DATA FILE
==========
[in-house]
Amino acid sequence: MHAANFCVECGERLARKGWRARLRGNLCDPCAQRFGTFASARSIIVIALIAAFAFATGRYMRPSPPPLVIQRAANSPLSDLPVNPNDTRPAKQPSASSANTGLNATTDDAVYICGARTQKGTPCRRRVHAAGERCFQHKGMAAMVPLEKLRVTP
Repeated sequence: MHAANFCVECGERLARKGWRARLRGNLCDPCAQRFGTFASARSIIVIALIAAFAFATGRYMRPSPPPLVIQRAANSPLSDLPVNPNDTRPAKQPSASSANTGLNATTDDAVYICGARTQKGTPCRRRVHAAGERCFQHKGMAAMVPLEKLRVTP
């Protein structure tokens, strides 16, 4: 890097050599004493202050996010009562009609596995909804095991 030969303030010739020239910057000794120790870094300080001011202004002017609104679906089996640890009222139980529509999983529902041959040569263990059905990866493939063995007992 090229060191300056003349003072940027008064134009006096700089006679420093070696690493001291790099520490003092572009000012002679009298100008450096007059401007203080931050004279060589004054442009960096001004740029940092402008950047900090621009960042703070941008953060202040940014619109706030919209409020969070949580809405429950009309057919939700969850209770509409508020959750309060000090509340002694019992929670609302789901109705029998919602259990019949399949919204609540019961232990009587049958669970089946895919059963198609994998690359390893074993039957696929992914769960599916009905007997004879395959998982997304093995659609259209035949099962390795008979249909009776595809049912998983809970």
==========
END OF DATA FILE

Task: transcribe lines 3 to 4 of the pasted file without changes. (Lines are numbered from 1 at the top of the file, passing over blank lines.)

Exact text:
Repeated sequence: MHAANFCVECGERLARKGWRARLRGNLCDPCAQRFGTFASARSIIVIALIAAFAFATGRYMRPSPPPLVIQRAANSPLSDLPVNPNDTRPAKQPSASSANTGLNATTDDAVYICGARTQKGTPCRRRVHAAGERCFQHKGMAAMVPLEKLRVTP
């Protein structure tokens, strides 16, 4: 890097050599004493202050996010009562009609596995909804095991 030969303030010739020239910057000794120790870094300080001011202004002017609104679906089996640890009222139980529509999983529902041959040569263990059905990866493939063995007992 090229060191300056003349003072940027008064134009006096700089006679420093070696690493001291790099520490003092572009000012002679009298100008450096007059401007203080931050004279060589004054442009960096001004740029940092402008950047900090621009960042703070941008953060202040940014619109706030919209409020969070949580809405429950009309057919939700969850209770509409508020959750309060000090509340002694019992929670609302789901109705029998919602259990019949399949919204609540019961232990009587049958669970089946895919059963198609994998690359390893074993039957696929992914769960599916009905007997004879395959998982997304093995659609259209035949099962390795008979249909009776595809049912998983809970």